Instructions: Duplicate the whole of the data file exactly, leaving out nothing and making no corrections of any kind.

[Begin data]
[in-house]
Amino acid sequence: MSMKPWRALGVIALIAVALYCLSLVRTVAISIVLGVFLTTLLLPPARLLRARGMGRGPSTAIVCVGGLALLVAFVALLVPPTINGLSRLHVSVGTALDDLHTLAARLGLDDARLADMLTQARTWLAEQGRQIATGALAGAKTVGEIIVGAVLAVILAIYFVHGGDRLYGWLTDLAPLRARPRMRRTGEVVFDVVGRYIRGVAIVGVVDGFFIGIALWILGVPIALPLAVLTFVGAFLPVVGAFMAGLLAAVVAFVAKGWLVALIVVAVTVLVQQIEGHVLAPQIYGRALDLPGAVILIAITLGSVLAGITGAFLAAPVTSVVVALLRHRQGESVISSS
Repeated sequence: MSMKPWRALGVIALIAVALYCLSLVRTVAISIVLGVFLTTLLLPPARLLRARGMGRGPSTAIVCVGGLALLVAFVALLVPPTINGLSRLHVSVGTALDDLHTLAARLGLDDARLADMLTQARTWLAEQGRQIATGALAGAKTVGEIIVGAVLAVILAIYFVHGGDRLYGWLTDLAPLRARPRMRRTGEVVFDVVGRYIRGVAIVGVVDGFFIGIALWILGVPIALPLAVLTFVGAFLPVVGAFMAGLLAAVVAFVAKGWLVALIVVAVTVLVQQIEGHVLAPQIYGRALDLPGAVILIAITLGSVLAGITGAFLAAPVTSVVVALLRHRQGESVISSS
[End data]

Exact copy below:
[in-house]
Amino acid sequence: MSMKPWRALGVIALIAVALYCLSLVRTVAISIVLGVFLTTLLLPPARLLRARGMGRGPSTAIVCVGGLALLVAFVALLVPPTINGLSRLHVSVGTALDDLHTLAARLGLDDARLADMLTQARTWLAEQGRQIATGALAGAKTVGEIIVGAVLAVILAIYFVHGGDRLYGWLTDLAPLRARPRMRRTGEVVFDVVGRYIRGVAIVGVVDGFFIGIALWILGVPIALPLAVLTFVGAFLPVVGAFMAGLLAAVVAFVAKGWLVALIVVAVTVLVQQIEGHVLAPQIYGRALDLPGAVILIAITLGSVLAGITGAFLAAPVTSVVVALLRHRQGESVISSS
Repeated sequence: MSMKPWRALGVIALIAVALYCLSLVRTVAISIVLGVFLTTLLLPPARLLRARGMGRGPSTAIVCVGGLALLVAFVALLVPPTINGLSRLHVSVGTALDDLHTLAARLGLDDARLADMLTQARTWLAEQGRQIATGALAGAKTVGEIIVGAVLAVILAIYFVHGGDRLYGWLTDLAPLRARPRMRRTGEVVFDVVGRYIRGVAIVGVVDGFFIGIALWILGVPIALPLAVLTFVGAFLPVVGAFMAGLLAAVVAFVAKGWLVALIVVAVTVLVQQIEGHVLAPQIYGRALDLPGAVILIAITLGSVLAGITGAFLAAPVTSVVVALLRHRQGESVISSS